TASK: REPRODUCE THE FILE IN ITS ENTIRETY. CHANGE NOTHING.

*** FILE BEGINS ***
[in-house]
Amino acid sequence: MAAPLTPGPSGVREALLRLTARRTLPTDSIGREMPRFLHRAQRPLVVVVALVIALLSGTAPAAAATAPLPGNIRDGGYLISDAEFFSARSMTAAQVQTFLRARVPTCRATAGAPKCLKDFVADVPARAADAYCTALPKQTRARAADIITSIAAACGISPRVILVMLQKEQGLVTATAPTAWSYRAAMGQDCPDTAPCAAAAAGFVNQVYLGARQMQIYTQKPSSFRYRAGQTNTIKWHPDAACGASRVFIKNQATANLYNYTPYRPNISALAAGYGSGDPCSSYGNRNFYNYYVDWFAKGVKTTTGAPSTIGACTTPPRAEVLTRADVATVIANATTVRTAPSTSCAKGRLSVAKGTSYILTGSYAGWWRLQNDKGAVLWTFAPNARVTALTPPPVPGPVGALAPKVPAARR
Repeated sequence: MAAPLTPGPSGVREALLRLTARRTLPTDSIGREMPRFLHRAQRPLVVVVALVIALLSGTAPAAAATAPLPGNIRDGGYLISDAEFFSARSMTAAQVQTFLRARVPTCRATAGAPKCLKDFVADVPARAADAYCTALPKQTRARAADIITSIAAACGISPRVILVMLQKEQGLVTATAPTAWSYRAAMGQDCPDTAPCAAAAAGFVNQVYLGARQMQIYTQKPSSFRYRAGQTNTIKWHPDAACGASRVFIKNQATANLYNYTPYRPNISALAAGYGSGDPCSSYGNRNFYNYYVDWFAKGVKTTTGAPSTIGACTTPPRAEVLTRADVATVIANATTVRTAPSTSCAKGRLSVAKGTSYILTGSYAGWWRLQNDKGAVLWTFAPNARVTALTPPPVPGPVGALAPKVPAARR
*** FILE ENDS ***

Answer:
[in-house]
Amino acid sequence: MAAPLTPGPSGVREALLRLTARRTLPTDSIGREMPRFLHRAQRPLVVVVALVIALLSGTAPAAAATAPLPGNIRDGGYLISDAEFFSARSMTAAQVQTFLRARVPTCRATAGAPKCLKDFVADVPARAADAYCTALPKQTRARAADIITSIAAACGISPRVILVMLQKEQGLVTATAPTAWSYRAAMGQDCPDTAPCAAAAAGFVNQVYLGARQMQIYTQKPSSFRYRAGQTNTIKWHPDAACGASRVFIKNQATANLYNYTPYRPNISALAAGYGSGDPCSSYGNRNFYNYYVDWFAKGVKTTTGAPSTIGACTTPPRAEVLTRADVATVIANATTVRTAPSTSCAKGRLSVAKGTSYILTGSYAGWWRLQNDKGAVLWTFAPNARVTALTPPPVPGPVGALAPKVPAARR
Repeated sequence: MAAPLTPGPSGVREALLRLTARRTLPTDSIGREMPRFLHRAQRPLVVVVALVIALLSGTAPAAAATAPLPGNIRDGGYLISDAEFFSARSMTAAQVQTFLRARVPTCRATAGAPKCLKDFVADVPARAADAYCTALPKQTRARAADIITSIAAACGISPRVILVMLQKEQGLVTATAPTAWSYRAAMGQDCPDTAPCAAAAAGFVNQVYLGARQMQIYTQKPSSFRYRAGQTNTIKWHPDAACGASRVFIKNQATANLYNYTPYRPNISALAAGYGSGDPCSSYGNRNFYNYYVDWFAKGVKTTTGAPSTIGACTTPPRAEVLTRADVATVIANATTVRTAPSTSCAKGRLSVAKGTSYILTGSYAGWWRLQNDKGAVLWTFAPNARVTALTPPPVPGPVGALAPKVPAARR